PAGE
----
*Appellants count losses
Port Harcourt — Four farmers from three villages in the Niger Delta, whose sources of livelihoods was affected by oil spills from facilities operated by the Shell Petroleum Development Company of Nigeria Limited, SPDC, have groaned over their losses, while anticipating justice.
This is coming 12years after they had filed a suit against Royal Dutch Shell and SPDC in Netherlands, challenging the inaction of Shell to have contained the spill when it occurred; redress the environment by recovering it; and not taking into account that people’s source of livelihoods were badly destroyed.
The farmers, together with Milieudefensie (Friends of the Earth Netherlands), are demanding for remediation and compensation from the Dutch oil firm, and that Shell must do more to prevent new spills, including maintenance of the pipelines.
The case has been in Dutch courts since 2008; in 2018, the court ruled that Royal Dutch Shell in the Netherlands, could be held accountable for environmental damages caused abroad by their subsidiaries.
Appeal was heard on the 8th and 9th of October 2020 and 29th of January 2021 has been set aside for delivery of judgement by an Appeal Court in the Hague.
The four farmers are, Elder Friday Albert Akpan of Ikot Ada-Udo in Ikot Abasi Local Government Area of Akwa Ibom State; Chief Oguru Fidelis and Chief Alali Efanga from Oruma, Bayelsa and High Chief Barizaa Dooh of Goi in Ogoni, Rivers State.
Two of the four original plaintiff are dead, Alali Efanga did not live to see the lawsuit resolved; he died in 2016. Another plaintiff, Barizaa Dooh, died previously- but their sons, Eric Barizaa Dooh and Princewill Alali Efanga, have become appellants in the case.
The said spills occured in Goi, Ogoniland in 2004; in Oruma, Bayelsa State in 2006 and 2008 in Ikot Ada Udo, Akwa Ibom State.
Narrating their predicament to our correspondent in a separate interview, the appellants lamented that Shell’s leaking pipelines have made life in their villages nearly impossible.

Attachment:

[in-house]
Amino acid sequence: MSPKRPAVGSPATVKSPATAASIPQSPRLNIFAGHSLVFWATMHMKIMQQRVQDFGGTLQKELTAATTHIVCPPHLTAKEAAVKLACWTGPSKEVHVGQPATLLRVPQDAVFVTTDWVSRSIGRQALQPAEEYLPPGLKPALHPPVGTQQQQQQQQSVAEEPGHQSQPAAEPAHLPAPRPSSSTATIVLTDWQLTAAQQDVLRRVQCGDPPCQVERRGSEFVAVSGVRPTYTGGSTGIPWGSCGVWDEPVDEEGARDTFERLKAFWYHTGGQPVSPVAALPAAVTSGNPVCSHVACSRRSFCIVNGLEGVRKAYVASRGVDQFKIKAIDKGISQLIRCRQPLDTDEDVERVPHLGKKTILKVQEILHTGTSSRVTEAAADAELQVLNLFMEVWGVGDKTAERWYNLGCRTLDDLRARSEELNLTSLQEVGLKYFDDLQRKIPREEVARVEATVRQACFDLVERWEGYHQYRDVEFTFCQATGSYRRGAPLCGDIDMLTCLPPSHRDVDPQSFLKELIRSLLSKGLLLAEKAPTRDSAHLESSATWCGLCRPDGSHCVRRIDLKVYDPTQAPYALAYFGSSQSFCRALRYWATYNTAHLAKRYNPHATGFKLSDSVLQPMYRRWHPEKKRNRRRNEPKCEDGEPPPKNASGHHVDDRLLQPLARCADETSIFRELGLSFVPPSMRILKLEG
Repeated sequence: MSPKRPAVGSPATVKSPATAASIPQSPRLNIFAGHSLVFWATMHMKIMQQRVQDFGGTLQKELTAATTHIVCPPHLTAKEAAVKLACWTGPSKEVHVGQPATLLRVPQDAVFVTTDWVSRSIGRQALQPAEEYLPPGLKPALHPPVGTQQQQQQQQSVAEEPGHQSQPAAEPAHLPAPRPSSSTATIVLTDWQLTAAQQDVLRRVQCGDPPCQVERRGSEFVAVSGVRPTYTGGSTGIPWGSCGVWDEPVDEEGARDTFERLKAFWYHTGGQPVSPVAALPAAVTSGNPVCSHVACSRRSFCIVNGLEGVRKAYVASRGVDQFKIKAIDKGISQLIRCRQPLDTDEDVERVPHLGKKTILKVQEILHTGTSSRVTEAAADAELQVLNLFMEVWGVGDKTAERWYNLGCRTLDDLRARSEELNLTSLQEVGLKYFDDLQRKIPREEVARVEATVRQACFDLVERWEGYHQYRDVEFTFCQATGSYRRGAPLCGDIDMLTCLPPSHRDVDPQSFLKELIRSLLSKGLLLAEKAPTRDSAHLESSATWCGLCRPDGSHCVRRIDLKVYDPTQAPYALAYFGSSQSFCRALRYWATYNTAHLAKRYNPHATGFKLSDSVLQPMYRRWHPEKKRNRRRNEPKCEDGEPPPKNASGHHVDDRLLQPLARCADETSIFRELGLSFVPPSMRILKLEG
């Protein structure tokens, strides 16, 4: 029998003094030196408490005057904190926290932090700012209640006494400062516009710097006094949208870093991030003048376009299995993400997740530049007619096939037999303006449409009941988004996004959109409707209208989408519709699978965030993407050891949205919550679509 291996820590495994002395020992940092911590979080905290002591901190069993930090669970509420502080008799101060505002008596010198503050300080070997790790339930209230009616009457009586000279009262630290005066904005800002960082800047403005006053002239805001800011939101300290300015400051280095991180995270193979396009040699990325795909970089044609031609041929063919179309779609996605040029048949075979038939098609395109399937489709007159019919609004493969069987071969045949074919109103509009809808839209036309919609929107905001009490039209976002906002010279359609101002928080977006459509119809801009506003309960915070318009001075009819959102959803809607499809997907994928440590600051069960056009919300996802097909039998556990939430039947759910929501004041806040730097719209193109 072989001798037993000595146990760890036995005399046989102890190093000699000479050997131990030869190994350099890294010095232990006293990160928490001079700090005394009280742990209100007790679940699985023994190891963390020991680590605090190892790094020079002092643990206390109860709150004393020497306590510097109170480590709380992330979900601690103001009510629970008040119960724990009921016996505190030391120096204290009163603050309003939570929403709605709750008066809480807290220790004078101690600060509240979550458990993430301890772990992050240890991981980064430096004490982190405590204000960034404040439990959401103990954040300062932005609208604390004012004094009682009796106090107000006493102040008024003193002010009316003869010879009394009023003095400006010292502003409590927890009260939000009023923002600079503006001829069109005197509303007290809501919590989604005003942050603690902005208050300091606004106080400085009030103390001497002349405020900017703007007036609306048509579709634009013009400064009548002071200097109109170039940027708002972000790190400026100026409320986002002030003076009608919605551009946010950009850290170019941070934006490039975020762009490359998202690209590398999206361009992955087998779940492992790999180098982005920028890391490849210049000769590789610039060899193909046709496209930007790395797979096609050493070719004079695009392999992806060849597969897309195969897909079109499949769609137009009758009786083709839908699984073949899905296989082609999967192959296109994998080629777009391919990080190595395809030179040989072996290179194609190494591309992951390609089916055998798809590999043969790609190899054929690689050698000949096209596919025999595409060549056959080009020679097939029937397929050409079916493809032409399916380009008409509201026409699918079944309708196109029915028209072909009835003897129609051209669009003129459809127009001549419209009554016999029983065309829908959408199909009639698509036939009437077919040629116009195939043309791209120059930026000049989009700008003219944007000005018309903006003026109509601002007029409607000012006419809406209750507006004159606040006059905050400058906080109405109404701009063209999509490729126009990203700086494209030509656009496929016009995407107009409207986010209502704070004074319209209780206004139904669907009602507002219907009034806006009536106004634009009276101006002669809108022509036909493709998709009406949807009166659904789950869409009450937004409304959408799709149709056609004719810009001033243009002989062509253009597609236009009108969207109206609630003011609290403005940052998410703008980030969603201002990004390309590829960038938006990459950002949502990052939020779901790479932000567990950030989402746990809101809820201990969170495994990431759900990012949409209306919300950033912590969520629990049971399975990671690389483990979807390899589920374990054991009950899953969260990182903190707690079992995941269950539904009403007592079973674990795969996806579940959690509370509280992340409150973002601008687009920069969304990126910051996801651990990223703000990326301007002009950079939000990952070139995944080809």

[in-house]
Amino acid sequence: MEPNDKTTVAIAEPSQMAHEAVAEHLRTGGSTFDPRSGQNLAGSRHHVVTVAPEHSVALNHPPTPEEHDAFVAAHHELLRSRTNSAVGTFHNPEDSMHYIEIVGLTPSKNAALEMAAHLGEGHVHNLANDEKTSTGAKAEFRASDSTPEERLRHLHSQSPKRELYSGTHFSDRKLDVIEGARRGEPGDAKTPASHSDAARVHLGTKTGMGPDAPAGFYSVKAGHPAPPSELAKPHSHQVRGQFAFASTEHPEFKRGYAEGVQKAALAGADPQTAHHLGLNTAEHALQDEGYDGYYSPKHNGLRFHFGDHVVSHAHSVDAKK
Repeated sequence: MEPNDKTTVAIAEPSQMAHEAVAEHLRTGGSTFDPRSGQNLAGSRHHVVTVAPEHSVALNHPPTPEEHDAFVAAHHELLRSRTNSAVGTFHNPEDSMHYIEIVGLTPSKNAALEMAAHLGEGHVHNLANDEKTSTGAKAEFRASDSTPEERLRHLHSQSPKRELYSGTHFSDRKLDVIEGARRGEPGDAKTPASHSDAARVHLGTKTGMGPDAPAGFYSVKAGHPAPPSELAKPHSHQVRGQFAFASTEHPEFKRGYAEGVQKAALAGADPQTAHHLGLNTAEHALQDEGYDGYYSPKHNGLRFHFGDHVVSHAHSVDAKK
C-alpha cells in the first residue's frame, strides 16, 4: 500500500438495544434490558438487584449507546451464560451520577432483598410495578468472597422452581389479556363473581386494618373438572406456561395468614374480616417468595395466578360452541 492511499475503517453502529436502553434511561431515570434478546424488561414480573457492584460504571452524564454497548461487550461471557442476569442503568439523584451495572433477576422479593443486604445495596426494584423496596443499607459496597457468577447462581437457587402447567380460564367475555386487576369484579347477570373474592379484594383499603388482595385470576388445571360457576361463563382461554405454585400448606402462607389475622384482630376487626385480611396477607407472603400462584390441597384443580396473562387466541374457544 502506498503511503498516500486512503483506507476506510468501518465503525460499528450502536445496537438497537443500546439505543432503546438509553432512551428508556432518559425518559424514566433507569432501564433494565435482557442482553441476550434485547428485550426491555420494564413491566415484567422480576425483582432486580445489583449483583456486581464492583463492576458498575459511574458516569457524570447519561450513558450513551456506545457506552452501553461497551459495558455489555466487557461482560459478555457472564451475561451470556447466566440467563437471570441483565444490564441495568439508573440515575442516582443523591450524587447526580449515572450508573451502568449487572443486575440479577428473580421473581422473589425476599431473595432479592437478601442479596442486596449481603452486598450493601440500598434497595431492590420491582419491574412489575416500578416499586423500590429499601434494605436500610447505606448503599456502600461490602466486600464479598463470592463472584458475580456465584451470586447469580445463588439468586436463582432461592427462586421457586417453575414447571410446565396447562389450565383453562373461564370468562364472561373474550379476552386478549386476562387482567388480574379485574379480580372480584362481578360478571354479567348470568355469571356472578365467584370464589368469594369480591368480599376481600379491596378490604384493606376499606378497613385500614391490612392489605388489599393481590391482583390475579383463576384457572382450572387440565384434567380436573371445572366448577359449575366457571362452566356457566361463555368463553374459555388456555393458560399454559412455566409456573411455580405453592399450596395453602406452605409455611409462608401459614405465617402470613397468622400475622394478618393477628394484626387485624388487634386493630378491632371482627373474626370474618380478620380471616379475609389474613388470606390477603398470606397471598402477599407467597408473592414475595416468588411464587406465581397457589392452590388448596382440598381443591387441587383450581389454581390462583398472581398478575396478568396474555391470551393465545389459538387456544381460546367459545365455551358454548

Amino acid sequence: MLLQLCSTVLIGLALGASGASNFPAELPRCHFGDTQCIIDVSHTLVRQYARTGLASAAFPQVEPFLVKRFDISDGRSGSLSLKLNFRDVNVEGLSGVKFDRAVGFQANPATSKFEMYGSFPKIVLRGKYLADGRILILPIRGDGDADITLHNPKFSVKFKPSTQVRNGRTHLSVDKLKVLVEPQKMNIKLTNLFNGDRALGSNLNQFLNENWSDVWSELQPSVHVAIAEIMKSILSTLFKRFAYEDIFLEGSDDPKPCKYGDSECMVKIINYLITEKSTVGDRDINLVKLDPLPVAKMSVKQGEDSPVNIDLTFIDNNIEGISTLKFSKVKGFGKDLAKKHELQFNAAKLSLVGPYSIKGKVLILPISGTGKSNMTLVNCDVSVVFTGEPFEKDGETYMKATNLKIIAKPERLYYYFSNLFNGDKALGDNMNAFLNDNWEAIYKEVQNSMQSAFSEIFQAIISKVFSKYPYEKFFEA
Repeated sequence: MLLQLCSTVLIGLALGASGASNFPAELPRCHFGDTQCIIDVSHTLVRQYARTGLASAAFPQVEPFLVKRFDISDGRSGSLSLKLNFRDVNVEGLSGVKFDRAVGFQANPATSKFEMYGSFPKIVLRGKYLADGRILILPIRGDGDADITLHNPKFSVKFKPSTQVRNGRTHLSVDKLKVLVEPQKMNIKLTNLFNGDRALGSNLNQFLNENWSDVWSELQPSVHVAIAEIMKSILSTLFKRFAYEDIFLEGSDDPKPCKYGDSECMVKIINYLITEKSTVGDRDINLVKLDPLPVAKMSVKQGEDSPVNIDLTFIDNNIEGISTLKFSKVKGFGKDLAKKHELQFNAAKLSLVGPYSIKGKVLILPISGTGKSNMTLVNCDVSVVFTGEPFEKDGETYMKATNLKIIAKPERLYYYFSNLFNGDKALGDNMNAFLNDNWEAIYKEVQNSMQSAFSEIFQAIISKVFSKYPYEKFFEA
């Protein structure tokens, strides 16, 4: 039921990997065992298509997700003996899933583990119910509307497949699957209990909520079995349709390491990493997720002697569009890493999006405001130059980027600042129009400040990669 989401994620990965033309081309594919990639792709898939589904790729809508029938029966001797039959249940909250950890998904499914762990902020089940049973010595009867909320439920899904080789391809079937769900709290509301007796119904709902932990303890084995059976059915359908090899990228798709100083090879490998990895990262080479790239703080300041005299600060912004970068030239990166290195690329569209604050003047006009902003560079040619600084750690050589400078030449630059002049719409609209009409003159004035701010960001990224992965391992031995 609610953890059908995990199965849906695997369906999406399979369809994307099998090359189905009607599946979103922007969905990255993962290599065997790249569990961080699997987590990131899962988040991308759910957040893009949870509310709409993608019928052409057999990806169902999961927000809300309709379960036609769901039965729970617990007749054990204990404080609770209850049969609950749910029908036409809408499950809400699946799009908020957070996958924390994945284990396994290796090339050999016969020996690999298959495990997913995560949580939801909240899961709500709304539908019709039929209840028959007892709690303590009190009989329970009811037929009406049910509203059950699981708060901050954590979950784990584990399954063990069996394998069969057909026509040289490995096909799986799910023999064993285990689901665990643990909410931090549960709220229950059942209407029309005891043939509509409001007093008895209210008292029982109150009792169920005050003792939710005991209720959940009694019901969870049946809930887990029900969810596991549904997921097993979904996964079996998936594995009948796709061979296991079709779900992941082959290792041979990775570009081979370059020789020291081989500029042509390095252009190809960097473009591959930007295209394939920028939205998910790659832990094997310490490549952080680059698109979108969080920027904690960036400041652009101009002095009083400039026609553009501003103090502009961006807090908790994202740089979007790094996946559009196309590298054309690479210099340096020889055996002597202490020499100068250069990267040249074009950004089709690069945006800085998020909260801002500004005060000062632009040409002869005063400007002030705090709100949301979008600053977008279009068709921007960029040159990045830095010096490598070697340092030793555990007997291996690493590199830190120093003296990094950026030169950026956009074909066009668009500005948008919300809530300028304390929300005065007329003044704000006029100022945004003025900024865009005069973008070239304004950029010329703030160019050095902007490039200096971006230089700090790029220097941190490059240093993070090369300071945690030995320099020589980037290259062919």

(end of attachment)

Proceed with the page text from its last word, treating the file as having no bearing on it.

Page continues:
They explained that before the spills, they were able to provide a satisfactory living for themselves, but since the oil spills have occurred, that was no longer possible as their families in the villages live in poverty, extremely unhealthy surroundings, and child and elderly often succumb to illness and death caused by the oil pollution.
Elder Friday Albert Akpan, whose fish ponds were destroyed by leaks from SPDC facility in Ikot Ada Udo, Akwa Ibom State, had won his case in a Dutch’s lower court, but has not reaped the benefit of that because of the current appeal in the Hague.
“I was one of those who won the case against Shell in Netherlands, and Shell was given the mandate to pay me and remediate the environment, but up till now, Shell has not shown up.
“So I am waiting for Shell to pay for the damages they caused in my fish ponds and clean up the environment for restocking.”
For his part, Chief Fidelis Oguru, of Oruma village in Bayelsa State, who has now lost his sight, lamented that he has become miserable as pollution caused by Shell rendered him financially helpless.
“The economic trees were destroyed, my fish farms destroyed and due to lack of good nutrition, I have even lost my sight. My wife is down in health, I lost my son in University College Teaching Hospital in Ibadan, due to lack of funds for his surgery.
“I want Shell to remediate the land and pay me compensation so my life can go back to normal.”
While Eric Barizaa Dooh, the son of late Chief Barizaa Dooh, who’s fathers investments including, a bakery, a nursery and primary school as well as fish farm were razed in Goi, by fire caused by leaks from the Trans Niger Pipeline operated by SPDC in Mogho community.
“In 2004, there was a spill from TNP in Mogho, 1.5metres away from my home in Goi. The spill occurred in the night and by morning, our community was covered in crude oil and then fire from the spill source also burned to our community, consuming all my father’s investments, including a bakery, a school and a fish farm.
“Shell’s investment which is crude oil, ran into our own investments. My father’s investment had no bearing with oil. It’s like someone who parked his car along the road and another car ran into it.
“I don’t care to know the cause of the spill, whether sabotage or equipment failure. Shell must compensate me for what their investment has caused. Shell should come and remediate Goi community, so that we can reinvest and then pay us compensation.”
Meanwhile, Environmental Rights Action, has expressed optimism that the Dutch court will give the Nigerian farmers justice.
Acting Executive Director of ERA, Chima Williams, called on the Nigerian government to support her citizens to bring extractive companies to remedy the harm caused her citizens and their environment to pave the way for a healthy relationship between the citizens, companies and government.
“These type of cases wouldn’t have been necessary assuming all the multinationals operating in Nigeria had respect for the rights of the Nigerian citizens and their environment or where there were breaches, offered immediate remedies.”